Ms. Tiwa Savage’ Water & Garri is an experiment in maturity; served with the credence of a skilled recording artist who has been there and done that, and is now entering into a new phase. Not your typical Tiwa Savage EP, if you were expecting all the “gun-mi-labe, boy-gimme-your-long-tin,” lyrics of Celia, you will not find it here.
By Yomi Owope
Her opening salvo, “Work Fada,” is a deep dive into the rewards of hardwork. It’s easy jazz guitar style is peppered with anecdotes from Tiwa and Rich King. The legendary Nas enters with maxims about laziness and getting out of bed, which, if it weren’t a message for all of Africa to get up and do something, would have seemed to be blaming the poor man for his poverty. But Nas delivers on his assignment and the piece arrives well baked for posterity.
“Ade Ori,” is a full R&B jam straight out of the late 90s. Again, one is pleasantly surprised by Ms. Savage’s evolution since Celia, which was released only a year ago. The 80s-style electric guitar work is executed with the mastery of Greg Howe.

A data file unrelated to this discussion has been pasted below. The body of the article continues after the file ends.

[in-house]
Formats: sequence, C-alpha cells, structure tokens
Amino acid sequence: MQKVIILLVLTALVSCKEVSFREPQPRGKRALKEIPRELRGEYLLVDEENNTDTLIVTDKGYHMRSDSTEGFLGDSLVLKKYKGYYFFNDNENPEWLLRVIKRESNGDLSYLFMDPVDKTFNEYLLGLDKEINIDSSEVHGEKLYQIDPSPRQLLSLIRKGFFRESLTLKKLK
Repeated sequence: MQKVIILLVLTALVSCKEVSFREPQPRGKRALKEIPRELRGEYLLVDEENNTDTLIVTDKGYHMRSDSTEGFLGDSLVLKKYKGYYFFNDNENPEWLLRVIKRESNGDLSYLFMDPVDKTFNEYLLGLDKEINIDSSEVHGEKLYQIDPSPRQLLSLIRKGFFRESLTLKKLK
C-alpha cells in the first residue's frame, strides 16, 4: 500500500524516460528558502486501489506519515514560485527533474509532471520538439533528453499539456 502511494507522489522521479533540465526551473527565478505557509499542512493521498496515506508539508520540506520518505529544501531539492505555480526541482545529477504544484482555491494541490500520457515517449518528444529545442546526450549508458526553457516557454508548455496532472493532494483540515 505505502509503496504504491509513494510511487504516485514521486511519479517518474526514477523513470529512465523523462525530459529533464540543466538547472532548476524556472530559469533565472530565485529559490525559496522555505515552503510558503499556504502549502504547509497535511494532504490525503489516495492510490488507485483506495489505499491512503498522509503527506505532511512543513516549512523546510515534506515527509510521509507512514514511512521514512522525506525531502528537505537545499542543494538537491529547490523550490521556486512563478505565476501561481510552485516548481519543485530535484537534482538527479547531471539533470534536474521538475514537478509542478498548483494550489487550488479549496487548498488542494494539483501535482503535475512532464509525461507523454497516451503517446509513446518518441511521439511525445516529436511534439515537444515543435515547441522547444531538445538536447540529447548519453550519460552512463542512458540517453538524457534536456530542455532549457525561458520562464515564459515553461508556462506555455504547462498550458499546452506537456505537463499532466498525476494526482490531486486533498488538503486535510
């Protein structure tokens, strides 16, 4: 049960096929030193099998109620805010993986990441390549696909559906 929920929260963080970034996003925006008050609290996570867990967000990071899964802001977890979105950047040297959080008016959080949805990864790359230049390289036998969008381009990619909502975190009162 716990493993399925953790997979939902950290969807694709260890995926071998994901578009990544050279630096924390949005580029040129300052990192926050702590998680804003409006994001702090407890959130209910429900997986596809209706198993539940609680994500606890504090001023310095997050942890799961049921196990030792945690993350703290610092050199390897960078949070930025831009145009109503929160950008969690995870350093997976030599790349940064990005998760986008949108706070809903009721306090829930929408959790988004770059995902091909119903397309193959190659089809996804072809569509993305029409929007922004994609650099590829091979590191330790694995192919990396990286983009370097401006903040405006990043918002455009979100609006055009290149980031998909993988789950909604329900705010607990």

For those looking for the essential Tiwa, “Tales by Moonlight,” featuring Amaarae, will get you vibing to Cracker Mallo’s masterful production. Perhaps the most exciting thing about this track is the understated saxophone which drizzles intermittently through the track.
Tailgating after “Tales” is the Brandy-featured “Somebody’s Son,” a late-summer hit, which is impossible to ignore. Brandy is the perfect feature for this EP, her smokey mezzo-soprano effortlessly fuses with the RJ-style production by Michael Ajayi. The song is reminiscent of Brandy’s “U Don’t Know Me,” but is unquestionably distinct in its style. Turning Brandy into a broken-hearted Yoruba girl makes it all the sweeter.
Water and Garri ends with the Tay Iwar feature, “Special Kinda.” Fans of Tyler or Frank Ocean will like this electronic-funk summery track. Again, this surprise pivot from Ms. Savage will surely receive some interest from a more diverse, international audience – probably her intention for this one.
On the whole, one wishes there were more songs on Water and Garri, but one thing is clear: this is an EP for a different crowd. Like an Hors d’age, it’s better served straight, with interesting people who can truly appreciate its value.